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Charlene Soraia - Beautiful People
Charlene Soraia - Beautiful People

Charlene Soraia - Beautiful People


The last single in the release of Charlene Soraia's new album Where's My Tribe, "Beautiful People" is a trip inside of the songwriter’s deep feelings about herself and the experiences she's had while people-watching. Comparisons and self-judgment has been a part of the British singer's self-discovery and the song is a way of processing the overdrive of images and perspectives presented by our social media-obsessed society. "Beautiful People" is a way of talking about unreachable beauty standards but also a way of discussing the standards of perfection that are expected by people daily. While calling herself "insatiable, uncomfortable, incapable at socializing," Soraia, whose calm voice and soothing melodies leave a mark on the listener, shows us that the satisfaction she’s trying to reach is unattainable. "Beautiful People" is an ode to looking at yourself as the starting point of your self-realization. Where's My Tribe is out today!

Giulia Santana on January 25, 2019
Clara Baker - Doubt

Clara Baker - Doubt


Hailing from Portland, Oregon Clara Baker's music expresses a strong sense of being in touch with nature and herself. Her newest single "Doubt" is her first release since her 2015 LP and is the lead single off of her second album Things to Burn produced by Shane Leonard (Field Report). Within "Doubt" is the sound of a troubadour, one that sings songs around campfires as people listen in, eager to hear how the storyteller has woven a tale into a melody. As a folk artist, Baker has mastered the lyricism required to tell good stories above a rich musical landscape. "My mama brought me up with on faith / my daddy brought me up with facts / I go to pray at the altar of the certainty I lack." There is a sacredness to "Doubt" in it's hushed tones and stringed instruments that prays tribute to it being anchored in the religious. As Baker reflects on what she taught from her upbringing she is learning not to run away or despise the doubt that comes along with faith and but rather see both as valid and worthwhile. Things to Burn is out March 8.

Dara Bankole on January 24, 2019
The Dumes - More Than Physical

The Dumes - More Than Physical


LA based indie rock band The Dumes introduces you to its sound with a crave-filled melody and lyrics that trigger longing for the one you can’t let go of. In their debut single, "More Than Physical," vocalist Elodie Tomlinson sings about love and desire, missing something before and after it was yours, and of course, being in love with someone for more than just a touch. Formerly a part of Los Angeles band Sibling, Tomlinson has prior experience in bringing us indie hits like HypeMachine chart-topper "Revolve." "More than Physical" is the lead off of the band's debut EP, GWTC, expected later this year and it sets a basis for the fulfilling songs the five-piece group plans on dropping soon.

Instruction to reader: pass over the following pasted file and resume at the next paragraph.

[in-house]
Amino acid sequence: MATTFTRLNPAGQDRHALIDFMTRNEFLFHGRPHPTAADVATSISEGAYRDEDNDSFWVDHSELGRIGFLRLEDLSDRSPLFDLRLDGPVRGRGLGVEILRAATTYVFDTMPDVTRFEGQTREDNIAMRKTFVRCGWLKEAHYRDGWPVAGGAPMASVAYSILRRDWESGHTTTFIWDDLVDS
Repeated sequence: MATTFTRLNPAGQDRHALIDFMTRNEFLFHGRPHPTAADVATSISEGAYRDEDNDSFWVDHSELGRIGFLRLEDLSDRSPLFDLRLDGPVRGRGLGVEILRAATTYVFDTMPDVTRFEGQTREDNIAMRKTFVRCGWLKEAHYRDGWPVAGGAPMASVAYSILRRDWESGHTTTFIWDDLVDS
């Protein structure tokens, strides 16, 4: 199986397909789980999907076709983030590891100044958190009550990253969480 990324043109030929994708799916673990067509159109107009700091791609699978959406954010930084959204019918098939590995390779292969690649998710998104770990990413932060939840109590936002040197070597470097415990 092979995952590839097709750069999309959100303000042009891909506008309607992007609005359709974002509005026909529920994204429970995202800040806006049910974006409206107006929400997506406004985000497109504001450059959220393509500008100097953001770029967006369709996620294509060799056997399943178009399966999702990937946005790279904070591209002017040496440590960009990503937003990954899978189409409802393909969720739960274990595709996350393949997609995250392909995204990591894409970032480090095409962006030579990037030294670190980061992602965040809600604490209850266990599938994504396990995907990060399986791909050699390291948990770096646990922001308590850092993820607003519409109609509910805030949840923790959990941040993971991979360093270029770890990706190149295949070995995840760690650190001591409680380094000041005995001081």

Giulia Santana on January 24, 2019
Mindchatter - Trippy

Mindchatter - Trippy


Naming a musical project Mindchatter while not establishing any kind of social presence seems bold given our current musical climate. Luckily enough, the one-man band’s first single, “Trippy” carries its own weight, painting an evocative picture for what kind of artist Mindchatter actually is. The track suggests that he might be one of the purest embodiments of what defines the genre of bedroom pop. That being said, it still manages to showcase Mindchatter’s individual flair. The song whirls with bright, video-game inspired synths, bubbly percussion, groovy bass, and other subtle lo-fi elements like nonchalant vocals and minimal distortion. Mindchatter’s distinct melodic phrasing and unusual vocal processing make “Trippy” all the more entrancing. Beyond this single release, not much has been said about who this artist is and what he plans to do. All we know for sure is that it’s the first track off an extensive project, which is honestly more than enough for me.

Andrea de Varona on January 24, 2019
Allie Crow Buckley - Cherry Stems

Allie Crow Buckley - Cherry Stems


Newcomer Allie Crow Buckley's debut EP is set to release next month and her new single "Cherry Stems" has us excited for what's in store. After a full-house residency at LA's Bootleg Theatre and a tour with Van Williams, Buckley has been gaining buzz that extends far outside the City of Angels. In "Cherry Stems" we can see why she's one to watch. The smooth timbre of her voice matched with the sweet yet melancholy chorus, gives this song a delightful touch of both happy and sad. As she sings of being "lost in love" there is a free fall effect in her voice that takes us with her. After living most of her life near the ocean, it's safe to say that Malibu and all the other oceanside places Buckley has called home, contribute to sound of this subtle summery track. Don't miss “So Romantic" out on February 5!

Dara Bankole on January 23, 2019
Odetta Hartman, Camellia Hartman & Oliver Ignatius - Tonight You Belong to Me

Odetta Hartman, Camellia Hartman & Oliver Ignatius - Tonight You Belong to Me


Sister singer/songwriters, Odetta and Camellia Hartman team up with producer and engineer, Oliver Ignatius, to reimagine the standard, “Tonight You Belong To Me,” a song you may have seen Steve Martin and Bernadette Peters perform with a ukulele on the beach in a scene from The Jerk. As the latest installment from Ignatius’ production house, Holy Fang Studios, the three musicians dreamt up a psych-folk rendition that is certainly mystical. Odetta and Camellia's voices indulge in haunting harmonies that show off the blending of their separate sultry timbres over detuned guitar and banjo pickings. Ignatius joins in the vocal splendor to add an extra layer off stirring harmonics to the song’s already charming melodies and together the song swirls and takes flight before it settles and disappears. It would be unsurprising to find this song being played at witching hour, under a full moon in an episode of American Horror Story, as the fog begins to thicken.